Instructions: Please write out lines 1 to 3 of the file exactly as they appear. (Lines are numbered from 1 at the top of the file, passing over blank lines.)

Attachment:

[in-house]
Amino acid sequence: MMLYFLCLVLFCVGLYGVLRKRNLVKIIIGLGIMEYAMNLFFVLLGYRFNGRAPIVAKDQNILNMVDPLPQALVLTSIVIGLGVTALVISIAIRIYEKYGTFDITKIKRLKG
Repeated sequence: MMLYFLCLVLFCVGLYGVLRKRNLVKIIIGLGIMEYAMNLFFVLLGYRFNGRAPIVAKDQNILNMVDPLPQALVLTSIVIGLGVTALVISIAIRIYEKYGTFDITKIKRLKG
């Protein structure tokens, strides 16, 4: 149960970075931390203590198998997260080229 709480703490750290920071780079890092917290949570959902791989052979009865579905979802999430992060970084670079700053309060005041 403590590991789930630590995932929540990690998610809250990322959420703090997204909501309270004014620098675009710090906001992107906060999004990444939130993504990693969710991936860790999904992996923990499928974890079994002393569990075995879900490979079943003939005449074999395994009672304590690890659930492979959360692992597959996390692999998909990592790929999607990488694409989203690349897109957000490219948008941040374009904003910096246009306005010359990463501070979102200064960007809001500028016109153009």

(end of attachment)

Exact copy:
[in-house]
Amino acid sequence: MMLYFLCLVLFCVGLYGVLRKRNLVKIIIGLGIMEYAMNLFFVLLGYRFNGRAPIVAKDQNILNMVDPLPQALVLTSIVIGLGVTALVISIAIRIYEKYGTFDITKIKRLKG
Repeated sequence: MMLYFLCLVLFCVGLYGVLRKRNLVKIIIGLGIMEYAMNLFFVLLGYRFNGRAPIVAKDQNILNMVDPLPQALVLTSIVIGLGVTALVISIAIRIYEKYGTFDITKIKRLKG